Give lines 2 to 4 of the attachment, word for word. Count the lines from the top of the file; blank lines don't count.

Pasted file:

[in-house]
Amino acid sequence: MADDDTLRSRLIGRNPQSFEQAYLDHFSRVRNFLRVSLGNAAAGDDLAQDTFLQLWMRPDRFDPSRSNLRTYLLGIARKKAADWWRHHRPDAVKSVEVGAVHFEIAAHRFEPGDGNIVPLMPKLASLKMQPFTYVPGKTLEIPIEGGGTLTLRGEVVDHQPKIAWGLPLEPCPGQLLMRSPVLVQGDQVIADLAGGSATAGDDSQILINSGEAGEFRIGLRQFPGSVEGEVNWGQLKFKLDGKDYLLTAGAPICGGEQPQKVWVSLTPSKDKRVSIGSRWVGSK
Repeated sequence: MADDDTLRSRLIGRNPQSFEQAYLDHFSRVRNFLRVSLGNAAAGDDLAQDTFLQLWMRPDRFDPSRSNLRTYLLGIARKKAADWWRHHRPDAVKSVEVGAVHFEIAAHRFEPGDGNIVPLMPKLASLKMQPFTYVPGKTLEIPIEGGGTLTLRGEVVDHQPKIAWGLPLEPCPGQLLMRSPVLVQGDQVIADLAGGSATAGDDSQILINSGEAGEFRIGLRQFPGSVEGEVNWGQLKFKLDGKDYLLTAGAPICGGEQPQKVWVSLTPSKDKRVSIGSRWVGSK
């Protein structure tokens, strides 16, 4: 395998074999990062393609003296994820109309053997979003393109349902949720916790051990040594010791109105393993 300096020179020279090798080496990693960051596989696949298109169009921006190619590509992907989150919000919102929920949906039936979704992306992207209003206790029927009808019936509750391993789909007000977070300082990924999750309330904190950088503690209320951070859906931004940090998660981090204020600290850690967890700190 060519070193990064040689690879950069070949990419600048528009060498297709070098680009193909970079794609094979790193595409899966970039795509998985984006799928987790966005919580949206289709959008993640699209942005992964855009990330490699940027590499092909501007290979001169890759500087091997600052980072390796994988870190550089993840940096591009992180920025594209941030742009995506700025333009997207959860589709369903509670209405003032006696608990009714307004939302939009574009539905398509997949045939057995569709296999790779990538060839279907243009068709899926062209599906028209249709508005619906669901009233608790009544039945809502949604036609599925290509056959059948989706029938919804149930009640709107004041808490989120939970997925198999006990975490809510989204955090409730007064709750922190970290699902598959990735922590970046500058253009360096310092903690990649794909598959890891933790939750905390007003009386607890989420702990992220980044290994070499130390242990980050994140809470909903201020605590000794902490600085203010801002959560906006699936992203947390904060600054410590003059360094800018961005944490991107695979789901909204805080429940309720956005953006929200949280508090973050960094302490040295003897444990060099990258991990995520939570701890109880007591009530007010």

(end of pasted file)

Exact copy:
Amino acid sequence: MADDDTLRSRLIGRNPQSFEQAYLDHFSRVRNFLRVSLGNAAAGDDLAQDTFLQLWMRPDRFDPSRSNLRTYLLGIARKKAADWWRHHRPDAVKSVEVGAVHFEIAAHRFEPGDGNIVPLMPKLASLKMQPFTYVPGKTLEIPIEGGGTLTLRGEVVDHQPKIAWGLPLEPCPGQLLMRSPVLVQGDQVIADLAGGSATAGDDSQILINSGEAGEFRIGLRQFPGSVEGEVNWGQLKFKLDGKDYLLTAGAPICGGEQPQKVWVSLTPSKDKRVSIGSRWVGSK
Repeated sequence: MADDDTLRSRLIGRNPQSFEQAYLDHFSRVRNFLRVSLGNAAAGDDLAQDTFLQLWMRPDRFDPSRSNLRTYLLGIARKKAADWWRHHRPDAVKSVEVGAVHFEIAAHRFEPGDGNIVPLMPKLASLKMQPFTYVPGKTLEIPIEGGGTLTLRGEVVDHQPKIAWGLPLEPCPGQLLMRSPVLVQGDQVIADLAGGSATAGDDSQILINSGEAGEFRIGLRQFPGSVEGEVNWGQLKFKLDGKDYLLTAGAPICGGEQPQKVWVSLTPSKDKRVSIGSRWVGSK
């Protein structure tokens, strides 16, 4: 395998074999990062393609003296994820109309053997979003393109349902949720916790051990040594010791109105393993 300096020179020279090798080496990693960051596989696949298109169009921006190619590509992907989150919000919102929920949906039936979704992306992207209003206790029927009808019936509750391993789909007000977070300082990924999750309330904190950088503690209320951070859906931004940090998660981090204020600290850690967890700190 060519070193990064040689690879950069070949990419600048528009060498297709070098680009193909970079794609094979790193595409899966970039795509998985984006799928987790966005919580949206289709959008993640699209942005992964855009990330490699940027590499092909501007290979001169890759500087091997600052980072390796994988870190550089993840940096591009992180920025594209941030742009995506700025333009997207959860589709369903509670209405003032006696608990009714307004939302939009574009539905398509997949045939057995569709296999790779990538060839279907243009068709899926062209599906028209249709508005619906669901009233608790009544039945809502949604036609599925290509056959059948989706029938919804149930009640709107004041808490989120939970997925198999006990975490809510989204955090409730007064709750922190970290699902598959990735922590970046500058253009360096310092903690990649794909598959890891933790939750905390007003009386607890989420702990992220980044290994070499130390242990980050994140809470909903201020605590000794902490600085203010801002959560906006699936992203947390904060600054410590003059360094800018961005944490991107695979789901909204805080429940309720956005953006929200949280508090973050960094302490040295003897444990060099990258991990995520939570701890109880007591009530007010």